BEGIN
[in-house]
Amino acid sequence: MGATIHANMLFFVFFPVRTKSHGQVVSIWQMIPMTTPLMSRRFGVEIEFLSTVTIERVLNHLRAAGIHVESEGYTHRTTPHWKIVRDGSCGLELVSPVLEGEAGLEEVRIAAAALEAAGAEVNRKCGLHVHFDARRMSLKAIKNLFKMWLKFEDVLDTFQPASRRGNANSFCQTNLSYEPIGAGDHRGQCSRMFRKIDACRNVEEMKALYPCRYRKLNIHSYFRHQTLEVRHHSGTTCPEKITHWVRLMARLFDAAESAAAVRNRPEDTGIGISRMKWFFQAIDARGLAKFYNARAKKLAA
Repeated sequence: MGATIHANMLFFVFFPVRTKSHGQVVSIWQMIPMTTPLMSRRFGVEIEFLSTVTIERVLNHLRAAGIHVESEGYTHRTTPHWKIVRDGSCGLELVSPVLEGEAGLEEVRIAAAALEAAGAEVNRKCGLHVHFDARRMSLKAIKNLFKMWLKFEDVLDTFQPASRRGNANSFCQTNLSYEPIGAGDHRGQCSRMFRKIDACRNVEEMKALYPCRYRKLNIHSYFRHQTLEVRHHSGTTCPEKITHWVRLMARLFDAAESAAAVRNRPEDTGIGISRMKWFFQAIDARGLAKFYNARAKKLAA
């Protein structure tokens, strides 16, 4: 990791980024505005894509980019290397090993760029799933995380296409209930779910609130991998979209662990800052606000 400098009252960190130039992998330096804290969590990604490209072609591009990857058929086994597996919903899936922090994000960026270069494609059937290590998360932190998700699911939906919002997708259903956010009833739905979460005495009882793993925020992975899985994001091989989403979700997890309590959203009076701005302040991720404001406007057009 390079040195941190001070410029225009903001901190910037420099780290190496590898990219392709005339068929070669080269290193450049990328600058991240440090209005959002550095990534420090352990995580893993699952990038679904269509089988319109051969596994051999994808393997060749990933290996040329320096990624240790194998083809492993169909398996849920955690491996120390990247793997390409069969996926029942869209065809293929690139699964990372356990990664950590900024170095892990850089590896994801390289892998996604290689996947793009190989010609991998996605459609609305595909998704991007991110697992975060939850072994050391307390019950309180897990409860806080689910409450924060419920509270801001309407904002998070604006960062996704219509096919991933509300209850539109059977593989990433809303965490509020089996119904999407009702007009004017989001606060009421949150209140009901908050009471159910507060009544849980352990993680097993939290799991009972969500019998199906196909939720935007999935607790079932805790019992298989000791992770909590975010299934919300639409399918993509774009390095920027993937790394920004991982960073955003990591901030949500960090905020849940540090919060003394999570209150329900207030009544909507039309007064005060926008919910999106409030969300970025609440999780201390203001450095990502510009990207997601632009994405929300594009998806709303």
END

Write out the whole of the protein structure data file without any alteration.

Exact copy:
[in-house]
Amino acid sequence: MGATIHANMLFFVFFPVRTKSHGQVVSIWQMIPMTTPLMSRRFGVEIEFLSTVTIERVLNHLRAAGIHVESEGYTHRTTPHWKIVRDGSCGLELVSPVLEGEAGLEEVRIAAAALEAAGAEVNRKCGLHVHFDARRMSLKAIKNLFKMWLKFEDVLDTFQPASRRGNANSFCQTNLSYEPIGAGDHRGQCSRMFRKIDACRNVEEMKALYPCRYRKLNIHSYFRHQTLEVRHHSGTTCPEKITHWVRLMARLFDAAESAAAVRNRPEDTGIGISRMKWFFQAIDARGLAKFYNARAKKLAA
Repeated sequence: MGATIHANMLFFVFFPVRTKSHGQVVSIWQMIPMTTPLMSRRFGVEIEFLSTVTIERVLNHLRAAGIHVESEGYTHRTTPHWKIVRDGSCGLELVSPVLEGEAGLEEVRIAAAALEAAGAEVNRKCGLHVHFDARRMSLKAIKNLFKMWLKFEDVLDTFQPASRRGNANSFCQTNLSYEPIGAGDHRGQCSRMFRKIDACRNVEEMKALYPCRYRKLNIHSYFRHQTLEVRHHSGTTCPEKITHWVRLMARLFDAAESAAAVRNRPEDTGIGISRMKWFFQAIDARGLAKFYNARAKKLAA
């Protein structure tokens, strides 16, 4: 990791980024505005894509980019290397090993760029799933995380296409209930779910609130991998979209662990800052606000 400098009252960190130039992998330096804290969590990604490209072609591009990857058929086994597996919903899936922090994000960026270069494609059937290590998360932190998700699911939906919002997708259903956010009833739905979460005495009882793993925020992975899985994001091989989403979700997890309590959203009076701005302040991720404001406007057009 390079040195941190001070410029225009903001901190910037420099780290190496590898990219392709005339068929070669080269290193450049990328600058991240440090209005959002550095990534420090352990995580893993699952990038679904269509089988319109051969596994051999994808393997060749990933290996040329320096990624240790194998083809492993169909398996849920955690491996120390990247793997390409069969996926029942869209065809293929690139699964990372356990990664950590900024170095892990850089590896994801390289892998996604290689996947793009190989010609991998996605459609609305595909998704991007991110697992975060939850072994050391307390019950309180897990409860806080689910409450924060419920509270801001309407904002998070604006960062996704219509096919991933509300209850539109059977593989990433809303965490509020089996119904999407009702007009004017989001606060009421949150209140009901908050009471159910507060009544849980352990993680097993939290799991009972969500019998199906196909939720935007999935607790079932805790019992298989000791992770909590975010299934919300639409399918993509774009390095920027993937790394920004991982960073955003990591901030949500960090905020849940540090919060003394999570209150329900207030009544909507039309007064005060926008919910999106409030969300970025609440999780201390203001450095990502510009990207997601632009994405929300594009998806709303």